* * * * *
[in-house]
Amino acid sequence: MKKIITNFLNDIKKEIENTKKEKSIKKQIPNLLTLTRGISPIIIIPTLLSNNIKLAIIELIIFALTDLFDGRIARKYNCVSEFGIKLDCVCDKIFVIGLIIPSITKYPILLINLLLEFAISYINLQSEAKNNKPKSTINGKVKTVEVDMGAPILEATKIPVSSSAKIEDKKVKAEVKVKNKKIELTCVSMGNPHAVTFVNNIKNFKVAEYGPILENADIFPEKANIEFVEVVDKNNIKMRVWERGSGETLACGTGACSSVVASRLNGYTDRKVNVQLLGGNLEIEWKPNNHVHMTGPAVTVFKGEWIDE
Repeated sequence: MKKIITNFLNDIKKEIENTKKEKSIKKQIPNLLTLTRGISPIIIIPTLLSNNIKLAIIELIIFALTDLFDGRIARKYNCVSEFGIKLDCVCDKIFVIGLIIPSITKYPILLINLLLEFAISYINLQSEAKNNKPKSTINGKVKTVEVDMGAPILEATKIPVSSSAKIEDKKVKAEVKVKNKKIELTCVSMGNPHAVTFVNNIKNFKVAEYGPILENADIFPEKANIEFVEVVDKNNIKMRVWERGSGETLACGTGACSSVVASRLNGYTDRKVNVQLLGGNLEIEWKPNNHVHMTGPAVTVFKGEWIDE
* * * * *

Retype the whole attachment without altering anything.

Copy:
[in-house]
Amino acid sequence: MKKIITNFLNDIKKEIENTKKEKSIKKQIPNLLTLTRGISPIIIIPTLLSNNIKLAIIELIIFALTDLFDGRIARKYNCVSEFGIKLDCVCDKIFVIGLIIPSITKYPILLINLLLEFAISYINLQSEAKNNKPKSTINGKVKTVEVDMGAPILEATKIPVSSSAKIEDKKVKAEVKVKNKKIELTCVSMGNPHAVTFVNNIKNFKVAEYGPILENADIFPEKANIEFVEVVDKNNIKMRVWERGSGETLACGTGACSSVVASRLNGYTDRKVNVQLLGGNLEIEWKPNNHVHMTGPAVTVFKGEWIDE
Repeated sequence: MKKIITNFLNDIKKEIENTKKEKSIKKQIPNLLTLTRGISPIIIIPTLLSNNIKLAIIELIIFALTDLFDGRIARKYNCVSEFGIKLDCVCDKIFVIGLIIPSITKYPILLINLLLEFAISYINLQSEAKNNKPKSTINGKVKTVEVDMGAPILEATKIPVSSSAKIEDKKVKAEVKVKNKKIELTCVSMGNPHAVTFVNNIKNFKVAEYGPILENADIFPEKANIEFVEVVDKNNIKMRVWERGSGETLACGTGACSSVVASRLNGYTDRKVNVQLLGGNLEIEWKPNNHVHMTGPAVTVFKGEWIDE